Bouncing Light Christmas Tree

Inspiration Author: 
Steve Hastreiter
  • Bouncing Light Tree
  • Bouncing Light Tree control board close up.
  • Bouncing Light Tree breadboard.
  • Close up of project breadboard.

My project is a randomized bouncing light Christmas tree used to decorate for the Christmas season. This LED Christmas tree utilizes a 12 by 16 LED matrix mounted on a metal frame.

The programming is operated by a Basic Stamp 2 microcontroller. There are 2 sequences used for the display. In the first sequence, the supply side circuitry is controlled by 12 pins on the Basic Stamp. Each pin is attached to a 1k Ω resistor. Each resistor leads to its own PNP transistor. From there, each signal goes through a 150 Ω resistor.

The circuit continues to the supply side of the LED matrix, and the LEDs are mounted in 12 single vertical rows of 16 on electronic bread boards. These boards are placed on the metal frame in a Christmas tree shape. The ground side of the circuitry is controlled by the decoder multiplexer. These pins lead to three 74HC04 ICs which convert the signals from the 74HC154N Multiplexer. Then the signal from each pin goes through a 1k Ω resistor so the NPN transistors work properly. Then the NPN transistors are connected to the ground side of the matrix.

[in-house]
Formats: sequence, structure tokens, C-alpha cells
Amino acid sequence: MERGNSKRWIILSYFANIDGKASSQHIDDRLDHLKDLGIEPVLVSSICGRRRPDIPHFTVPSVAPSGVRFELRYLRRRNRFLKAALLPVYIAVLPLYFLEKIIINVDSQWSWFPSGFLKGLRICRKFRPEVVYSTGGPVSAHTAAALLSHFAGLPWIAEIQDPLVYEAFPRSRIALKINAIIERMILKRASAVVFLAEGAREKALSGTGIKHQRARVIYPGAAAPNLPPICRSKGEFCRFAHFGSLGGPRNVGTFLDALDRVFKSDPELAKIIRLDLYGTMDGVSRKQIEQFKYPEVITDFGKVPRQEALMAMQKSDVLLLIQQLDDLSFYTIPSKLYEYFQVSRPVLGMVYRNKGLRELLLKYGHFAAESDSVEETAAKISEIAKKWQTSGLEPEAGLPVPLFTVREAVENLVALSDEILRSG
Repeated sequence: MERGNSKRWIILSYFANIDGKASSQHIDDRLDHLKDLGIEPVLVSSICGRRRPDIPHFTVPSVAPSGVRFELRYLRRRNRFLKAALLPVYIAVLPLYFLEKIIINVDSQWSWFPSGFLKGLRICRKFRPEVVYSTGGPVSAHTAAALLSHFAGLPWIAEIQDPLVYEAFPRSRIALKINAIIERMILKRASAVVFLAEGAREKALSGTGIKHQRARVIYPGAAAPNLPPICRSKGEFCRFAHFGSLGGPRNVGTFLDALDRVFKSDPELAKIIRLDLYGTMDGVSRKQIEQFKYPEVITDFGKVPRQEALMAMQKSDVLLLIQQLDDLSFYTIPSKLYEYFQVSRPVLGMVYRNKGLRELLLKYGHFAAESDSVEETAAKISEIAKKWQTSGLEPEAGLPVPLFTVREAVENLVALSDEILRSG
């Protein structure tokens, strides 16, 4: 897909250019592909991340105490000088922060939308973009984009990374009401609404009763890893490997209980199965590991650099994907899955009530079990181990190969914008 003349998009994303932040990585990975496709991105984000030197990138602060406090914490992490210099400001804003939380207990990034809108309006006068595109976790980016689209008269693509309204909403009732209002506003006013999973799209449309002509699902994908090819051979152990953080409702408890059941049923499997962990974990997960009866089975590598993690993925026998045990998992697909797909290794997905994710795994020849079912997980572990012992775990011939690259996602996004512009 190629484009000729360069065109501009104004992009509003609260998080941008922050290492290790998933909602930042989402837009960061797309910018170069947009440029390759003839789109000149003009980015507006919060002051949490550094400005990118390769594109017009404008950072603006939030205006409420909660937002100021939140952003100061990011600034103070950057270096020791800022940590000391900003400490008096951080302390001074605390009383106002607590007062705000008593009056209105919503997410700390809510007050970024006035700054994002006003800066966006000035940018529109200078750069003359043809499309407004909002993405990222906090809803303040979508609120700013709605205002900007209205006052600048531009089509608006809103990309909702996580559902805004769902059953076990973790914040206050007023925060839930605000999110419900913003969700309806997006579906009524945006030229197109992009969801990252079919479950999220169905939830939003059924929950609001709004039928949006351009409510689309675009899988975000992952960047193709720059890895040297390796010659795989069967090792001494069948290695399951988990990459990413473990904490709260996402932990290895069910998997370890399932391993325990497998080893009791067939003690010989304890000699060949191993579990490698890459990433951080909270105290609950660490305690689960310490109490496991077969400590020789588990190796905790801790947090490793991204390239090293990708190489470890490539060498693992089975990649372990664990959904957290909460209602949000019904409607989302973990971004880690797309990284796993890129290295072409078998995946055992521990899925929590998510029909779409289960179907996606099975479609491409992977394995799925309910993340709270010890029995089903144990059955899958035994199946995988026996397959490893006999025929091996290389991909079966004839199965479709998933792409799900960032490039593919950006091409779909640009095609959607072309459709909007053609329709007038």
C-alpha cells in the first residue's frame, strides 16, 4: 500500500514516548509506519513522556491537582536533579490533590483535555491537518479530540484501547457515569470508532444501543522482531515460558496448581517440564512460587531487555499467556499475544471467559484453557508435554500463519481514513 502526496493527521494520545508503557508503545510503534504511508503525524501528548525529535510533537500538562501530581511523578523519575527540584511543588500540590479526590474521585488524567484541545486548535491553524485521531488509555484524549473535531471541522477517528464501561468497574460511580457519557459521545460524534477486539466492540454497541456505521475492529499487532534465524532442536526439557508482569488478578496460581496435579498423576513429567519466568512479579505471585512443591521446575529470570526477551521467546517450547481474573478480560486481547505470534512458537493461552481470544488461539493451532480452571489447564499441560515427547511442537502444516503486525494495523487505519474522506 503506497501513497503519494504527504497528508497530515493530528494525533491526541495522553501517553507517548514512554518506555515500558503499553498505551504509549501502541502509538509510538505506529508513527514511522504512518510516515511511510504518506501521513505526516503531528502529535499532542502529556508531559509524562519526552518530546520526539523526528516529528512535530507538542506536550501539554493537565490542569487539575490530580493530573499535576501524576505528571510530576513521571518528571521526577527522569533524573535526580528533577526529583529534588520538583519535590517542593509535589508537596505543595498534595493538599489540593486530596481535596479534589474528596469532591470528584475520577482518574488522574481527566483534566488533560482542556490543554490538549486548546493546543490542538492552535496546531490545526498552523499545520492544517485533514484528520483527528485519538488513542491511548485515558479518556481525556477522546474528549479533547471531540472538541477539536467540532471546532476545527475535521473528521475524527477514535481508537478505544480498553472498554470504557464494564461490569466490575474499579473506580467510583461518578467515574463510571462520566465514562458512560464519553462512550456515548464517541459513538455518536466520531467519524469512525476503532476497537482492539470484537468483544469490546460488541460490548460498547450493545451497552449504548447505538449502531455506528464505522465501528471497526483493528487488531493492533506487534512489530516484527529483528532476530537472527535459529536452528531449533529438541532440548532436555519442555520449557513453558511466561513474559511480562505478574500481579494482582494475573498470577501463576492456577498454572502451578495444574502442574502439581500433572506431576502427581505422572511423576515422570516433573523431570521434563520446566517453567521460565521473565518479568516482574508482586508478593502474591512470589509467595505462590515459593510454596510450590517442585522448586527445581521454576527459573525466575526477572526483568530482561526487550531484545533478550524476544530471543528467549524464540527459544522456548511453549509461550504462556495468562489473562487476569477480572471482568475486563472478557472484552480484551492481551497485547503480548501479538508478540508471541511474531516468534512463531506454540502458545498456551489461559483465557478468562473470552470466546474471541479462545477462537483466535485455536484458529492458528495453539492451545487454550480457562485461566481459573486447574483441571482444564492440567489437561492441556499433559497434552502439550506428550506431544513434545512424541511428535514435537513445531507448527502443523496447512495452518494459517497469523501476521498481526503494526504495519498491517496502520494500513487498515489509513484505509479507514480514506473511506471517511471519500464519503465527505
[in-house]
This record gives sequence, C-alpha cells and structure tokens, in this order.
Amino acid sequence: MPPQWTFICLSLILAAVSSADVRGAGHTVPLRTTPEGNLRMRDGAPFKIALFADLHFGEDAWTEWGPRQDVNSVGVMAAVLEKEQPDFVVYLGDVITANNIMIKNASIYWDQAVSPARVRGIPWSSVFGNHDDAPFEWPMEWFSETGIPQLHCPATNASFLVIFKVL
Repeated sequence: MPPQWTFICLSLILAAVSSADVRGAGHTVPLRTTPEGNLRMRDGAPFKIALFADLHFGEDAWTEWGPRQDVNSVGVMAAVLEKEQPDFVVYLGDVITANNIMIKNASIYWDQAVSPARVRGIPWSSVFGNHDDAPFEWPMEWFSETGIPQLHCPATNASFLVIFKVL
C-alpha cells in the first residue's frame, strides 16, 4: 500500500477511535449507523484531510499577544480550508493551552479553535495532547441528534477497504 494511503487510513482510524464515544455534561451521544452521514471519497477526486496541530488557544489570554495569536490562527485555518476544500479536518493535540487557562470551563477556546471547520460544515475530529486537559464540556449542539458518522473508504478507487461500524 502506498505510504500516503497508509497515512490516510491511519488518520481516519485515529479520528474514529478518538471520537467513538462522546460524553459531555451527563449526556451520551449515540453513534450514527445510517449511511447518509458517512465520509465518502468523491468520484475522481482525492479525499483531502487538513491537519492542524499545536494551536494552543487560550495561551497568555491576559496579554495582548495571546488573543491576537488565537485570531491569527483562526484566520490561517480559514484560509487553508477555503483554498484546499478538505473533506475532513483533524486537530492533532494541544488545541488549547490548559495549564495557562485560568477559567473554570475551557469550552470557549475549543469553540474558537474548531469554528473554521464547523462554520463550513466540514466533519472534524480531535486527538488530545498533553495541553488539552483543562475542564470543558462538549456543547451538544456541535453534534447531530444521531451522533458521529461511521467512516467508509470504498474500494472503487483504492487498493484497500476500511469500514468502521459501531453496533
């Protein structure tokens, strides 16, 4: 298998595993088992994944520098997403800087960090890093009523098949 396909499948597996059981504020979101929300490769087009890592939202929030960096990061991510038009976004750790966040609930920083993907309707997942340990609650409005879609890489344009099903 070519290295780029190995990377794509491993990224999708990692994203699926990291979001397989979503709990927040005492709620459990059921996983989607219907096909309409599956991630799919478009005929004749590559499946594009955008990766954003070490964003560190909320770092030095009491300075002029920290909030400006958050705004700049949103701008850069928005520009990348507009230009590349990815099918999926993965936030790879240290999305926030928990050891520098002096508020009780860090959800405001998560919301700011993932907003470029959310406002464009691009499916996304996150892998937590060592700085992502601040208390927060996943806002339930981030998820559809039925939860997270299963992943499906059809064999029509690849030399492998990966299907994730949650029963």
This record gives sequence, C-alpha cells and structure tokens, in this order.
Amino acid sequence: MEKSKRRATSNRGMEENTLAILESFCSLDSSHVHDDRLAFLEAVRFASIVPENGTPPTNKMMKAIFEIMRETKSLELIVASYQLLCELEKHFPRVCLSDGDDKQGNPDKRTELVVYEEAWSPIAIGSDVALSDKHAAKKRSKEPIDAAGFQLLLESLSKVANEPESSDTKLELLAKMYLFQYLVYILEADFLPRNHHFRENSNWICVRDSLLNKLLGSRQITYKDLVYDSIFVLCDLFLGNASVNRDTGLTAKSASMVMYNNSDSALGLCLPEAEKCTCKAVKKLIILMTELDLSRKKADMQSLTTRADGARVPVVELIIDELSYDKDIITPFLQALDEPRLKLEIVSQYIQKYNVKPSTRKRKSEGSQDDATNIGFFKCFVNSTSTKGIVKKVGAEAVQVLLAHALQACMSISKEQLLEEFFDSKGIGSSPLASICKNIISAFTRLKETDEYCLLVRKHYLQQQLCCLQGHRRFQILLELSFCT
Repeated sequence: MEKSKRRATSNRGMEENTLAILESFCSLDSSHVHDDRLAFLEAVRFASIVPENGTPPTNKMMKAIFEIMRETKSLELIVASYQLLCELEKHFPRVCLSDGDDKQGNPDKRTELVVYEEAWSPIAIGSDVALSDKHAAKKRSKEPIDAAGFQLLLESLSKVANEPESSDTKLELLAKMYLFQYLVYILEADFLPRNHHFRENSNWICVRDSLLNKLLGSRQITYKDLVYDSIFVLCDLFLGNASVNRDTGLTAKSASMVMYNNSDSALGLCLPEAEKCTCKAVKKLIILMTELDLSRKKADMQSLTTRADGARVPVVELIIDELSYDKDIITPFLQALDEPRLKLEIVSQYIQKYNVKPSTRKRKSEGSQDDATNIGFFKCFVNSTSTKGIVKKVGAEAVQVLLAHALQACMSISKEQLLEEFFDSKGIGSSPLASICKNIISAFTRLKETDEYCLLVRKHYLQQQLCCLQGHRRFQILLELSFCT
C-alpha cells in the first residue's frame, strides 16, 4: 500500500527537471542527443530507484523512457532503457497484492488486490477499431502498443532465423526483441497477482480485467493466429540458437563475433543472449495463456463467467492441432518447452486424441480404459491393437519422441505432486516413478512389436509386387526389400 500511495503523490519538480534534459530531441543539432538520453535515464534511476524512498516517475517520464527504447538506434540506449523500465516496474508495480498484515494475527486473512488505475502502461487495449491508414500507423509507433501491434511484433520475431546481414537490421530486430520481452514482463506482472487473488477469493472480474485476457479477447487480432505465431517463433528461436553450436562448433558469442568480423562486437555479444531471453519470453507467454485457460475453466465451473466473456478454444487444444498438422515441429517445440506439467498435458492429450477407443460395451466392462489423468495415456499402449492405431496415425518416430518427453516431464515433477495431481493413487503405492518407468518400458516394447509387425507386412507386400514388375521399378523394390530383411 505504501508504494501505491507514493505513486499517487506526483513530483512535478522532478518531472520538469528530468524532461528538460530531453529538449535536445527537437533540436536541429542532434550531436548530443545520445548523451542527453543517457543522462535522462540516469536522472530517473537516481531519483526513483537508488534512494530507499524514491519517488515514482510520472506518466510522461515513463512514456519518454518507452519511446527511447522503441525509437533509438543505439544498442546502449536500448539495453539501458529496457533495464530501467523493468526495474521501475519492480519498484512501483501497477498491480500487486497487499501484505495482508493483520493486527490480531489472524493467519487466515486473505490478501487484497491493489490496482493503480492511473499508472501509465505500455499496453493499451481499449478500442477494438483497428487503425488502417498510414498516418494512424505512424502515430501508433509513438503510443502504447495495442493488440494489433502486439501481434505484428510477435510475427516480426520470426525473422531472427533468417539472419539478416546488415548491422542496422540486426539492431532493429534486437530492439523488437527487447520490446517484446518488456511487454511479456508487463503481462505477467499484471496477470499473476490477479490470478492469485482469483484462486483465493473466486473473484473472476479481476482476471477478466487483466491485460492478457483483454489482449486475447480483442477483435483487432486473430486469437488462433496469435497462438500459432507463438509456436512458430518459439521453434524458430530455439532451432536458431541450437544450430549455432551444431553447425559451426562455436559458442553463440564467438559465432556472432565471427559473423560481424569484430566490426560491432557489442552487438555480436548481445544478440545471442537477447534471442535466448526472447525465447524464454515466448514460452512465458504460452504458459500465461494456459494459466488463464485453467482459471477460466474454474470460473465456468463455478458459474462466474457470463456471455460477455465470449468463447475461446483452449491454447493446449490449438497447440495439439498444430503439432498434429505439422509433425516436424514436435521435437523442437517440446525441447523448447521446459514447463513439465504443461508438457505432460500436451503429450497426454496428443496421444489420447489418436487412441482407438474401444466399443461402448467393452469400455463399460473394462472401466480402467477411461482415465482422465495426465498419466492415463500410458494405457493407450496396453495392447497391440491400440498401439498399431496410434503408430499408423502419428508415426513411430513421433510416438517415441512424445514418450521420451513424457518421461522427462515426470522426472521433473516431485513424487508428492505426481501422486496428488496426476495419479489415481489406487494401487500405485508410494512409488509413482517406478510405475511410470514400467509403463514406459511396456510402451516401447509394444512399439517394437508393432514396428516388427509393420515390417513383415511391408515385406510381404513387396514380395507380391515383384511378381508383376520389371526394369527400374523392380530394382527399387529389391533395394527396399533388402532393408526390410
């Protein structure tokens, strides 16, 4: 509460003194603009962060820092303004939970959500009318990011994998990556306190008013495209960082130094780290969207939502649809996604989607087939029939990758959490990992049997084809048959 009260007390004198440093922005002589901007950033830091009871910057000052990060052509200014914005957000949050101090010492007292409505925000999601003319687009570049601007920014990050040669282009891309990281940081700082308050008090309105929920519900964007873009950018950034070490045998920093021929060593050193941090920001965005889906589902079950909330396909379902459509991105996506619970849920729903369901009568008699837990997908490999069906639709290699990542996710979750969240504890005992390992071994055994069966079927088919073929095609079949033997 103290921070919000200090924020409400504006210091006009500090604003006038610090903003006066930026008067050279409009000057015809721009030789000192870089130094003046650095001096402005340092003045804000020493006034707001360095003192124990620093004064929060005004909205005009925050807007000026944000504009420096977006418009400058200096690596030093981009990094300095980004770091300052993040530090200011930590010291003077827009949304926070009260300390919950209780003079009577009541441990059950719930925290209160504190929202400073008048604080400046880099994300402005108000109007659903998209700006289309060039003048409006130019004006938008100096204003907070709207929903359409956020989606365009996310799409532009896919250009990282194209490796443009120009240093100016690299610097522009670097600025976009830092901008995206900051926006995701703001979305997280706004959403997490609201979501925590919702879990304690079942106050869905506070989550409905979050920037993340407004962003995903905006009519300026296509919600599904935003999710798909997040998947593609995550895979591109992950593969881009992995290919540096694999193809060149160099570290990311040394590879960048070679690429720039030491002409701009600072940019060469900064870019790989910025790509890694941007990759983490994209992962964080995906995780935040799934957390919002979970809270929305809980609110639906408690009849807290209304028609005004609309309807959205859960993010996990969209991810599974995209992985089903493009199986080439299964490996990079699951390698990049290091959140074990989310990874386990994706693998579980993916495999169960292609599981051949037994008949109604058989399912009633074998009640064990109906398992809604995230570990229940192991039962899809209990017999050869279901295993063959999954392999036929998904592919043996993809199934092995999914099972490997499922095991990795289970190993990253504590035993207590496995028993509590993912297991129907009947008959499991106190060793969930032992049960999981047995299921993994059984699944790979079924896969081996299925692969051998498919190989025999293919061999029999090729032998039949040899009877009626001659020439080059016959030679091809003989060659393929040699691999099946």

The display works by using a randomizer programmed on the Basic Stamp that creates a number which is divided by 12 and then that remainder is used as the output number. That number is then utilized through a case statement. The number determines the case and the case statement turns on a certain pin on the Basic Stamp. This activates the corresponding vertical row on the display.

The ground horizontal row is controlled by a binary counter that is set up to count from 0 to 15 and those numbers are sent to the input on the 74HC154N IC and multiplexed to the output pins from 1 to 16, and then the binary counter is changed from counting from 0 to 15 to 15 to 0 thereby reversing the order of the output pins on the 74HC154N IC. When a ground pin is activated, it can complete a circuit with a positive pin that has been activated, and an LED lights up. In the second sequence both the supply side and ground side have a randomizer function to make the LEDs light in a completely random order. The speed at which the LED’s turn on is controlled by the DelayTm constant programmed into the Basic Stamp.

Very artful use of multiplexers to control 192 LEDs and the source code was elegantly simple and well-executed.